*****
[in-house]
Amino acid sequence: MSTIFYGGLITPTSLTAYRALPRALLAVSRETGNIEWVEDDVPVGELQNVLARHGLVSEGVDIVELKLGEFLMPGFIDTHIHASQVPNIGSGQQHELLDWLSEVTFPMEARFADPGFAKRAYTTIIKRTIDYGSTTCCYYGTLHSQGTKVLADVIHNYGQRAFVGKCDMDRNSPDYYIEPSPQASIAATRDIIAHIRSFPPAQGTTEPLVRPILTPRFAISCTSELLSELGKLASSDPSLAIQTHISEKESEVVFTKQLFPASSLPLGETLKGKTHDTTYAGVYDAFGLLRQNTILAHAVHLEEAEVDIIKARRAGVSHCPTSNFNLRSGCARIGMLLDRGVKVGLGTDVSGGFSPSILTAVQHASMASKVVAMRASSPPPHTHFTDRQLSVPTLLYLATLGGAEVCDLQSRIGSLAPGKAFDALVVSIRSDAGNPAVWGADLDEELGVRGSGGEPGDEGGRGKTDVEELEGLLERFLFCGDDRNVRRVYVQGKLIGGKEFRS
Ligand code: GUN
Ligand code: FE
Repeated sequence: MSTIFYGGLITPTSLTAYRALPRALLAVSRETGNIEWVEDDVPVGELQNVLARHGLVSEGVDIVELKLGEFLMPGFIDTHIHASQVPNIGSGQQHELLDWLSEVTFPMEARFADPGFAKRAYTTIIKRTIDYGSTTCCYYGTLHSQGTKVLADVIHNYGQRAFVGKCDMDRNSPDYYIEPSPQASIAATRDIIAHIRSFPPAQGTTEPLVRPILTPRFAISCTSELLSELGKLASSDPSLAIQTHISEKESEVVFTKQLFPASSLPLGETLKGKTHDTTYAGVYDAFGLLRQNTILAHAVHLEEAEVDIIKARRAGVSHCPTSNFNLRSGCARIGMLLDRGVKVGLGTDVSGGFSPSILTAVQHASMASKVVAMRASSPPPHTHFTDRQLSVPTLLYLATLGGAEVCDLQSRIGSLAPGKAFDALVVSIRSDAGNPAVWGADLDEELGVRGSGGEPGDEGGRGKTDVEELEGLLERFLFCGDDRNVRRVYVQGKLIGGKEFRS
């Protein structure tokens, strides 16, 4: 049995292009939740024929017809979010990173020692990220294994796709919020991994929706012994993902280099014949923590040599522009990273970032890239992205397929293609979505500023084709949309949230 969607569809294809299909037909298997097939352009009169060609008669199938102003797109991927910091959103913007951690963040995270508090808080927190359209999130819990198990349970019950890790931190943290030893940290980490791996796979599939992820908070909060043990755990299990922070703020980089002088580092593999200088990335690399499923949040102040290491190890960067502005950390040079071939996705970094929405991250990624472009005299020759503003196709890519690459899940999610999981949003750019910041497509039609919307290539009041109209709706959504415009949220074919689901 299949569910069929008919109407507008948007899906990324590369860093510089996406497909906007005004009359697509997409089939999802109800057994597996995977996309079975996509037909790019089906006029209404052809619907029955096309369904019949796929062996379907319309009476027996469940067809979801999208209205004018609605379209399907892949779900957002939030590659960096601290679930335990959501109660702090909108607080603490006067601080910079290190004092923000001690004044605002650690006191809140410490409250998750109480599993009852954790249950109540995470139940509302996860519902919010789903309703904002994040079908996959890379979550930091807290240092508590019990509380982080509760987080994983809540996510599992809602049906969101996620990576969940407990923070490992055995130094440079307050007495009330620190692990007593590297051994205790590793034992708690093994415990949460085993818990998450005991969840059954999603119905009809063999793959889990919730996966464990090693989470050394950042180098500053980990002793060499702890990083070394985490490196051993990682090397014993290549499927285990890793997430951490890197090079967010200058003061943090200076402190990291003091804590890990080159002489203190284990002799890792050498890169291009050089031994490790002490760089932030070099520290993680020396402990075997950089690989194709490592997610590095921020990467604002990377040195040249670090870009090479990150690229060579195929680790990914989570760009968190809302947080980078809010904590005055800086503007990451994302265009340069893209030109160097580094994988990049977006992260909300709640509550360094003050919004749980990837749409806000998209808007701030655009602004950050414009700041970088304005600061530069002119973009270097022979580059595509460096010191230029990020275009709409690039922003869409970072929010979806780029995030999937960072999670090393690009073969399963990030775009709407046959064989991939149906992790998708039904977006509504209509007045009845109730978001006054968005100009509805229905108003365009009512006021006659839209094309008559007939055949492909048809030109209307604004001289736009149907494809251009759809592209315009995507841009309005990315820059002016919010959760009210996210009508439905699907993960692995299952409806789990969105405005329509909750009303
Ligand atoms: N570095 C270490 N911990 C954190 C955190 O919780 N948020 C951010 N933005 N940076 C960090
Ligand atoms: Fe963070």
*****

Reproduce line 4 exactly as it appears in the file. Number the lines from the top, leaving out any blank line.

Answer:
Ligand code: FE